Discarded socks and medical supplies in a Pennsylvania hospital led to the formation of a nonprofit that is changing lives around the world.

Dorene Shannon, a member of Bethany Wesleyan Church in Cherryville, Pennsylvania, was a nurse at Lehigh Valley Hospital in nearby Salisbury Township when she noticed that slipper socks— provided to patients after admission to the hospital — were discarded after each use. In 2000, with a family friend preparing for a mission trip to Kosovo, Shannon and fellow hospital staff began collecting patients’ slipper socks to send overseas. By the time the Kosovo trip arrived, 500 pairs of socks had been collected, bleached, washed and ready to go.

“‘Oh, this was a random act of kindness,’ I thought,” said Shannon. “But then I kept collecting them and giving them to the rescue mission or the Salvation Army. We were able to send some to Zambia, Africa, in a package the church sent.”

As Shannon and her husband, Bruce, continued to collect and clean slipper socks, another nurse (hearing about Shannon’s penchant for donation) mentioned frequently discarded medical supplies from the operating room, and wondered if the Shannons might know of a better use for them. “If a patient procedure was cancelled for any reason, the opened medical supplies were discarded,” said Shannon. “This is to prevent cross-contamination, but many of the things discarded from the operating room are useful for wound care.”

Shortly thereafter, the hospital donated otherwise-discarded medical supplies, which Shannon saved to help with disaster relief overseas. Then Shannon was invited to speak at the church about the work she was doing. After her Sunday-morning talk, a congregant approached Shannon, mentioned that an injured relative had unused prosthetic limbs, and wondered if Shannon might have any use for them. “Sure!” she said.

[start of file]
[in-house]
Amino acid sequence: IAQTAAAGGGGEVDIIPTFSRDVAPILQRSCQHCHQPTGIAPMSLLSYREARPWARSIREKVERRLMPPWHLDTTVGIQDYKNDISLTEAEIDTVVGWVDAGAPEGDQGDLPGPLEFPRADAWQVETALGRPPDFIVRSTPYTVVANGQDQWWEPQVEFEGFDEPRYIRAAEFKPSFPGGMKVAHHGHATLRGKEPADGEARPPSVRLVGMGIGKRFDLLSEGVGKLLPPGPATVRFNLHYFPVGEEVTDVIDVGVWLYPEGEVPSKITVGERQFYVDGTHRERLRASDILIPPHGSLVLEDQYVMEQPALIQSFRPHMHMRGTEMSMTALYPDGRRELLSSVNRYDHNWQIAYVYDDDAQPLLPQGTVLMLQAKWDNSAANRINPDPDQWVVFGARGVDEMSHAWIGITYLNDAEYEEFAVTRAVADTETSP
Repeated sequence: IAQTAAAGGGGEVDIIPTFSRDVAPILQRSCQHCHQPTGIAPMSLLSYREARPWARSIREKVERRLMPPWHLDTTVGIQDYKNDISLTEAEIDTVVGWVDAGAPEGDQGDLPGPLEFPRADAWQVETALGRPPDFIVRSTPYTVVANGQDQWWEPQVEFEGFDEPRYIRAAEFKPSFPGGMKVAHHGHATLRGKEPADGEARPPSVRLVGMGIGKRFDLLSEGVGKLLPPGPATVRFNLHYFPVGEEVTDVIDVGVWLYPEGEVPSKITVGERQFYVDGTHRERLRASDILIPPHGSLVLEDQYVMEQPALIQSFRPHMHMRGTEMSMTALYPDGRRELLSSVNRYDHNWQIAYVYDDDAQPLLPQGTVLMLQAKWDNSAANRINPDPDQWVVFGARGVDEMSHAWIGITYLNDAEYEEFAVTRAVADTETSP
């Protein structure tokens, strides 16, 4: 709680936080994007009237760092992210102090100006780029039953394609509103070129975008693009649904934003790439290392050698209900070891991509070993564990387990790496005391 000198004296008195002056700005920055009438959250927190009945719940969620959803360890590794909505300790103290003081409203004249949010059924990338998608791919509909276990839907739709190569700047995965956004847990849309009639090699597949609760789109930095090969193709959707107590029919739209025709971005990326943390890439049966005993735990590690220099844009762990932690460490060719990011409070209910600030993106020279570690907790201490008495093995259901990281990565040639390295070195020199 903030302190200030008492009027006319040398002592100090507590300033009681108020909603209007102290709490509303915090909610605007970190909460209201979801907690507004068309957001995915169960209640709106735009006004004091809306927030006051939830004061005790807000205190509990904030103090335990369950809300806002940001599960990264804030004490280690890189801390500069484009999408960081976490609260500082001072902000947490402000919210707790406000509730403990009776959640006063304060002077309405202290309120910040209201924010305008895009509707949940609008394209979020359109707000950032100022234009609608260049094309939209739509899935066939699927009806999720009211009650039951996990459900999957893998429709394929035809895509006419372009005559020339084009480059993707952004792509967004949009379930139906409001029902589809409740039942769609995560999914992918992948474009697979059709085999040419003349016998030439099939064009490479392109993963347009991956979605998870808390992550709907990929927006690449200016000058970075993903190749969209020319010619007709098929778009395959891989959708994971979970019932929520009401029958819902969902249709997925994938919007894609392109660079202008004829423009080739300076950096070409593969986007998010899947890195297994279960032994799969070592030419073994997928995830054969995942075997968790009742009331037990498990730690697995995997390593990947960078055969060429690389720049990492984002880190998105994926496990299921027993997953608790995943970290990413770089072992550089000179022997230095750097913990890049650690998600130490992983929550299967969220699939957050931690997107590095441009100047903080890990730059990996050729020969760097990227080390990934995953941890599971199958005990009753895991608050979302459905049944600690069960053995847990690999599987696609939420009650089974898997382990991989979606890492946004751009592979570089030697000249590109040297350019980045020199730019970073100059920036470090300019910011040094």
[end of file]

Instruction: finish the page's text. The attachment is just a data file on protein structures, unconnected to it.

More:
That same willingness to say “yes” to local and global needs led Shannon from collecting slipper socks in their sunroom, to keeping medical supplies in their garage and then into a warehouse that now houses Through These Hands, a steadily growing nonprofit.

The Shannons were invited to travel overseas to catalog, organize and distribute other organizations’ supplies, even as “Through These Hands” has distributed their own supplies in 68 countries around the world.

Their latest efforts have focused on helping young women in various countries affected by, or at risk of being affected by, human trafficking. After hearing that human traffickers are less likely to approach well-dressed women and girls, Shannon began recruiting seamstresses in her community who would be willing to make pillowcase dresses to send overseas.

According to Shannon, the response was incredible.

“Some seamstresses reported running out of pillowcases and starting to buy material to sew dresses,” Shannon said, “One lady in our church said, ‘I pray over every dress as I make them, for the girls who are going to receive them,’ and another [lady] hands us a bag of dresses she’s made just about every other week.”

The Shannons’ dress effort has sent hundreds of dresses to a country in Africa, with the most recent shipment containing 408 dresses. Collecting supplies for global mission is part of Dorene and Bruce’s ongoing belief that laity have a load-bearing responsibility to wrap their lives (time, resources and talent) around God’s priorities.

“There are so many opportunities,” Shannon said. “Talk to God and see what he would have you do —volunteer, give, use your talents, collect things, pack or unpack a truck.”

The work of Through These Hands is a fresh reminder of the importance of familiar things (our jobs, our neighborhoods or even the discarded materials in our workplace) as tools within which God can move.

Learn more about Through These Hands.

Rev. Ethan Linder is the hospitality, college and young adult pastor at College Wesleyan Church in Marion, Indiana.